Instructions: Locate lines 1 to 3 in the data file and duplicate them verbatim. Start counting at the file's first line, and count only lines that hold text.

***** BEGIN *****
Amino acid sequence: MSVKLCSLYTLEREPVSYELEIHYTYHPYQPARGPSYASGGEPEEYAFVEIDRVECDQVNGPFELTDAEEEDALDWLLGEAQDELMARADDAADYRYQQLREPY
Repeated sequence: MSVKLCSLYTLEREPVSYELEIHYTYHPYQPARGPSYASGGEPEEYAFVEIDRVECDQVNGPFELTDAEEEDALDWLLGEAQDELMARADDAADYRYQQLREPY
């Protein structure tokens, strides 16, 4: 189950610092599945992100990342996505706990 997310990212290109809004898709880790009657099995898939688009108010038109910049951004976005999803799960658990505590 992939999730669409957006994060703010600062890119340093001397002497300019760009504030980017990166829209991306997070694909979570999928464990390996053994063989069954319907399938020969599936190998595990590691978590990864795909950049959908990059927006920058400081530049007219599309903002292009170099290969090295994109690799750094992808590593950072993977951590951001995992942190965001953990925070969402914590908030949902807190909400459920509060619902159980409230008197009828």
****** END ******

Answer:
Amino acid sequence: MSVKLCSLYTLEREPVSYELEIHYTYHPYQPARGPSYASGGEPEEYAFVEIDRVECDQVNGPFELTDAEEEDALDWLLGEAQDELMARADDAADYRYQQLREPY
Repeated sequence: MSVKLCSLYTLEREPVSYELEIHYTYHPYQPARGPSYASGGEPEEYAFVEIDRVECDQVNGPFELTDAEEEDALDWLLGEAQDELMARADDAADYRYQQLREPY
């Protein structure tokens, strides 16, 4: 189950610092599945992100990342996505706990 997310990212290109809004898709880790009657099995898939688009108010038109910049951004976005999803799960658990505590 992939999730669409957006994060703010600062890119340093001397002497300019760009504030980017990166829209991306997070694909979570999928464990390996053994063989069954319907399938020969599936190998595990590691978590990864795909950049959908990059927006920058400081530049007219599309903002292009170099290969090295994109690799750094992808590593950072993977951590951001995992942190965001953990925070969402914590908030949902807190909400459920509060619902159980409230008197009828």